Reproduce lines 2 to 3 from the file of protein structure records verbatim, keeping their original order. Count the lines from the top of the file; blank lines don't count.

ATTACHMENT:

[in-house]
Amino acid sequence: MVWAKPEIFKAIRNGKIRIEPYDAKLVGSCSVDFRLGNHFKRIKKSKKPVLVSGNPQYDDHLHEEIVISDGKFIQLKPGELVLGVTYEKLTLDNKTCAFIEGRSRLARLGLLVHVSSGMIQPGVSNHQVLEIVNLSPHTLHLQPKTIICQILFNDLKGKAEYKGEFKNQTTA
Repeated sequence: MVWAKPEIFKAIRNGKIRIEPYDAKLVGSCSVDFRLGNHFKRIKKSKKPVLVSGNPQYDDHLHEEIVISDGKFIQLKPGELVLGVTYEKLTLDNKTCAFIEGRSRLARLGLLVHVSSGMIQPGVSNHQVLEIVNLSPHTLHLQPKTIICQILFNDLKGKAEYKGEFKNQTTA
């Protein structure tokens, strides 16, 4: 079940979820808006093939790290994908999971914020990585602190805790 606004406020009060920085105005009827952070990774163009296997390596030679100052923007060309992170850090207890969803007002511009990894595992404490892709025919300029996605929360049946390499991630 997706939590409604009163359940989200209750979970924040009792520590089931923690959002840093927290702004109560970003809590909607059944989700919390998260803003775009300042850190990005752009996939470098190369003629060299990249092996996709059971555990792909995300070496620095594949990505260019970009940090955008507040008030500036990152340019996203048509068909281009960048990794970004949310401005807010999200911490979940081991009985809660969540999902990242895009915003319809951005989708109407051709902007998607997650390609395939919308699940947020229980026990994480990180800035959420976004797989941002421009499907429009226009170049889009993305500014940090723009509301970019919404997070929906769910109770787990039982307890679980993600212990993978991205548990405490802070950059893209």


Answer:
Amino acid sequence: MVWAKPEIFKAIRNGKIRIEPYDAKLVGSCSVDFRLGNHFKRIKKSKKPVLVSGNPQYDDHLHEEIVISDGKFIQLKPGELVLGVTYEKLTLDNKTCAFIEGRSRLARLGLLVHVSSGMIQPGVSNHQVLEIVNLSPHTLHLQPKTIICQILFNDLKGKAEYKGEFKNQTTA
Repeated sequence: MVWAKPEIFKAIRNGKIRIEPYDAKLVGSCSVDFRLGNHFKRIKKSKKPVLVSGNPQYDDHLHEEIVISDGKFIQLKPGELVLGVTYEKLTLDNKTCAFIEGRSRLARLGLLVHVSSGMIQPGVSNHQVLEIVNLSPHTLHLQPKTIICQILFNDLKGKAEYKGEFKNQTTA